Monday 4 April 2022

Looking up

A Robin brought a couple of midges to its nest behind the Lido.

A Wren hopped around in a bush beside the Long Water.

The Song Thrushes at the Steiner bench were out looking for worms. I've never known Song Thrushes that were so easy to photograph.

A Magpie showed off its iridescent feathers in front of a red-leafed tree. I have not altered the colour in this picture at all.

The Tawny Owl had been sitting out in the morning drizzle, and was a bit soggy when I found him.

A young Herring Gull on the Serpentine found a stick to play with.

The Great Crested Grebe chick on the Long Water had to hurry to keep up with its parent.

The grebes on the new nest certainly have eggs, because one of them was carefully turning them over.

The grebes near the bridge were fishing. They dive so smoothly that they hardly make a ripple.

A Coot brought a bit of reed to the nest near the Italian Garden. Its elegance has been spoilt to our eyes by a plastic bag, but Coots find shiny things ornamental.

The male Mute Swan in the Italian Garden looked out from the marble fountain. Behind the right-hand nymph is his hated rival's nest.

Three swans flew past the Serpentine island.

Swans are very fond of young willow leaves. In a while all the weeping willows beside the lake will be eaten up to the maximum height a swan can reach.

Three fine pictures from Rainham Marshes by Tom: a male Sparrowhawk ...

... a female Bearded Tit ...

... and a Ruff.

And back to Hyde Park for two amazing fisheye lens images by Barry Jones, shot vertically upwards: daffodils beside the Serpentine ...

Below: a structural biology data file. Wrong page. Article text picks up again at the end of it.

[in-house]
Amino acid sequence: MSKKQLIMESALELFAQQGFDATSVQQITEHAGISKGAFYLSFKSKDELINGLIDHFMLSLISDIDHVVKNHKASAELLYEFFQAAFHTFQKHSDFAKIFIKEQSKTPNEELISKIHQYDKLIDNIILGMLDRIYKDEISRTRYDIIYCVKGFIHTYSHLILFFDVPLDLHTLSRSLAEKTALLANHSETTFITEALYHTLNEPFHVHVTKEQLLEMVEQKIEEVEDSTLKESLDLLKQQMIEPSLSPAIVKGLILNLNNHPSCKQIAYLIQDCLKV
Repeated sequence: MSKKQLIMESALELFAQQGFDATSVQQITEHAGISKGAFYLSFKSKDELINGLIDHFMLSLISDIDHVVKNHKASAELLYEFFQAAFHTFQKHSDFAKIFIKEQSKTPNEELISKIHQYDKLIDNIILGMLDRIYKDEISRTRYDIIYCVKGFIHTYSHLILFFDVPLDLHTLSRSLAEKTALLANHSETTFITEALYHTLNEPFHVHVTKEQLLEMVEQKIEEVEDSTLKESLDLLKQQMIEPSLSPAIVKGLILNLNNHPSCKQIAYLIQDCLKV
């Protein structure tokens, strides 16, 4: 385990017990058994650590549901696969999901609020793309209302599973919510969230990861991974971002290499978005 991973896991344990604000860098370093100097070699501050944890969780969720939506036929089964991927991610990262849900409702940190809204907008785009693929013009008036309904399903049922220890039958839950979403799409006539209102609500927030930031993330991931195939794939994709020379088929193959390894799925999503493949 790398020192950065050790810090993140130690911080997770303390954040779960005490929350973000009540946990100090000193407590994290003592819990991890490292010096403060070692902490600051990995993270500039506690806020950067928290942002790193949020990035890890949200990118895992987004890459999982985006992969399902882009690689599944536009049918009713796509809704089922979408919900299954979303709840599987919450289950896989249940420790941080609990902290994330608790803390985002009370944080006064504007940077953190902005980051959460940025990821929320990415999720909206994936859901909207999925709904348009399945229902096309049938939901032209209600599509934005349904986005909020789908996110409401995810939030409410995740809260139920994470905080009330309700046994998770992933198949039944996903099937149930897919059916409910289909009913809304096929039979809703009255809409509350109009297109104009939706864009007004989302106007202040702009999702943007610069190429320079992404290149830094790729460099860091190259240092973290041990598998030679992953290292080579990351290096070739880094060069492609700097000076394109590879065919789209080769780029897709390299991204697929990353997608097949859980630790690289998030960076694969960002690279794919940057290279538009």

... and the weeping beech tree near the Rose Garden.


  1. The Magpie picture is astounding. Japanese painters would be envious.

    I am sure I have already mentioned this, but I wonder if swans self-medicate eating willow leaves (if they have the same properties as willow bark).

    That's a well-behaved thrush, I do hope it will continue to be so friendly.

    1. I have a wild theory that swans have a permanent headache and that is what makes them so aggressive and moody. They eat the willow shoots stem and all, so even if the salicylic acid is only present in bark they must be getting some.

  2. BTW, it took me three tries and three different browsers to post this comment. Don't know what happened.

    1. Sorry to hear that. How annoying. I've heard it from other people occasionally. Blogger is prone to random failures of all kinds, but mostly for the person writing the blog. I never get through a daily post without at least one technical failure of some kind, mostly photographs jumping out of place and videos refusing to appear at all.

  3. Beautiful pictures of swans